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Love in the Storm - Signed Paperback

Love in the Storm - Signed Paperback

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When she's snowed in with the handsome man who doesn't remember arresting her, she might get a second chance at a first impression.

Love in Blackwater Series Book 1.

Main Tropes

  • Opposites Attract
  • Redemption
  • Stranded Together


When she's snowed in with the handsome man who doesn't remember arresting her, she might get a second chance at a first impression.

Lyric Woods has been sober for years now, but nothing about picking herself up from rock bottom has been easy. She’s behind on bills and on the verge of getting evicted, still paying for the mistakes of her past. When she is stranded with the police officer who doesn't remember her, she's afraid to reveal her secret.

Asa Scott isn’t complaining about being stranded with the beautiful Lyric. The kind woman tending his wounds after a wreck in the storm is the first to make him think he could move on after his wife’s death. But when he finds out about her record, he can't reconcile the woman from the past with the woman who cared for him at the cabin.

When Lyric needs his help after they’re rescued, Asa hopes they'll both get a chance to mend the wounds of the past.

Despite his fears, Asa can’t fight the way he feels about the resilient woman who helped him. But when it looks like Lyric has fallen back into her old ways, will Asa trust the evidence or believe the woman he’s falling for and fight to clear her name?

If you loved the Blackwater Ranch series and the Wolf Creek Ranch series, get ready to fall in love all over again in Blackwater, Wyoming.

Read Chapter One

Wind pushed against the truck door as Asa stepped out into the swirling snow. Wrapping his arms around the overflowing bags, he shoved the door closed with his elbow and ran through the white night toward Mrs. Grant’s house. The freezing air pierced his eyes, causing them to sting as he bounded onto the small, covered porch.

Asa adjusted the bags in his arms to press the doorbell with his knuckle. The chime was barely audible over the gale-force winds. He rubbed one watery eye against his shoulder and then the other.

He hadn’t thought this through very well. Mrs. Grant was pushing ninety, and he might be standing there a while before she got up and made her way to the door to let him in.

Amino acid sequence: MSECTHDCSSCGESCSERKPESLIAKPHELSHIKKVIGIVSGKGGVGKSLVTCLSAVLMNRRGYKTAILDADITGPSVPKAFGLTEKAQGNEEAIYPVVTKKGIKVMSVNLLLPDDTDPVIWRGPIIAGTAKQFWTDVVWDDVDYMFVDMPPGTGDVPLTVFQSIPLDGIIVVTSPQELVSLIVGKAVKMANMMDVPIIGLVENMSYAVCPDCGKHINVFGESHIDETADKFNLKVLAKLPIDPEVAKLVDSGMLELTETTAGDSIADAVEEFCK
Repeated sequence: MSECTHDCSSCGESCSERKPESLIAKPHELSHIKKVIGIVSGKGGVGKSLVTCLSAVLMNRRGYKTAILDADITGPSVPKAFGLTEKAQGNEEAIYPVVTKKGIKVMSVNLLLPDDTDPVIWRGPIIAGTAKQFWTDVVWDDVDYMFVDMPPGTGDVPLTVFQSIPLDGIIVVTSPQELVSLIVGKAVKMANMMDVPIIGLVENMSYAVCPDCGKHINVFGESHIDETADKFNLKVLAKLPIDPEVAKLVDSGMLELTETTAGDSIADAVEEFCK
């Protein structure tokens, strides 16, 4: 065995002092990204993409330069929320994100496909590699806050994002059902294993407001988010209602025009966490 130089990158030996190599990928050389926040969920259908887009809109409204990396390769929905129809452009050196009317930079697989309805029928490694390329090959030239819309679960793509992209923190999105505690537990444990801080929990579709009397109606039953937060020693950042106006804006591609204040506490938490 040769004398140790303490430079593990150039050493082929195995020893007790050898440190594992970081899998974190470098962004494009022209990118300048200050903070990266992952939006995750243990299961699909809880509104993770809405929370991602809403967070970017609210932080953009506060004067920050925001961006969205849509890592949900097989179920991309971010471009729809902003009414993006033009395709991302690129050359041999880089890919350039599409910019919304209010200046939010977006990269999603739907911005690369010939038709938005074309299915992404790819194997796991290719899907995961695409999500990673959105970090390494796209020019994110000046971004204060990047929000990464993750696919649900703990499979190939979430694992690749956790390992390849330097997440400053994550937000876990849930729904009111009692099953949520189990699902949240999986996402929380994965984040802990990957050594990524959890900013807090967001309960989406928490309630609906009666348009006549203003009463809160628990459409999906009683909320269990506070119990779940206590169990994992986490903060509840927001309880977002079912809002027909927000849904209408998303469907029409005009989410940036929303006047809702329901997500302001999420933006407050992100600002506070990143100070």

“I’m coming. Hold your horses,” Mrs. Grant chided from inside.

“It’s me, Asa Scott.”

When she finally opened the door, her short, white hair was flat on one side and puffy on the other, and her glasses sat askew on the bridge of her nose.

“Mom didn’t want to be out in the storm tonight, so she sent me to deliver your dinner.” He lifted the bags under his arms, indicating the spread of food that would no doubt last this little old woman until next week.

“Come on in,” she said, scooting her walker out of the doorway.

Asa stepped into the warm cabin, and a shiver rocked his whole body. He wasn’t a stranger to harsh winter weather, but this blizzard was coming fast and strong.

“Just put it over there.” Mrs. Grant pointed a skeletal finger toward a round table in the kitchen covered in mail and magazines.

Asa put the bags on the table and started unpacking the food. His gaze drifted to the window every few seconds. The blizzard was only getting worse, and he wasn’t looking forward to that narrow mountain road that lay between here and home.

Mrs. Grant waved a withered hand. “You go on home. Tell your mama I said thanks for the food. She’s so good to come all the way out here every week.”

So good was an understatement. His mother made meals for quite a few elderly people in town. Betty Scott was in the running for sainthood for sure.

“I’ll make sure she knows. Anything I can do for you while I’m here?”

Mrs. Grant was already opening the food containers. “Not that I can think of, but I appreciate the offer.”

Asa snuck another glance out the window. “Then I’d better get going.” Even as he said the words, a tug-of-war started inside him. He didn’t like knowing Mrs. Grant was up on the mountain alone, but the stubborn woman refused to move closer to town.

Her resistance was somewhat understandable when the weather conditions weren’t dangerous. Mr. Grant had died over fifteen years ago, but his widow couldn’t let go of the memories.

Unfortunately, Asa didn’t have any room to talk about moving on. He’d been stuck in the same rut as Mrs. Grant for years with no sign of climbing out.

Mrs. Grant followed him toward the door, holding up her walker so it levitated off the floor instead of using it for stability. “Stop by again sometime. How’s that boy of yours doing?”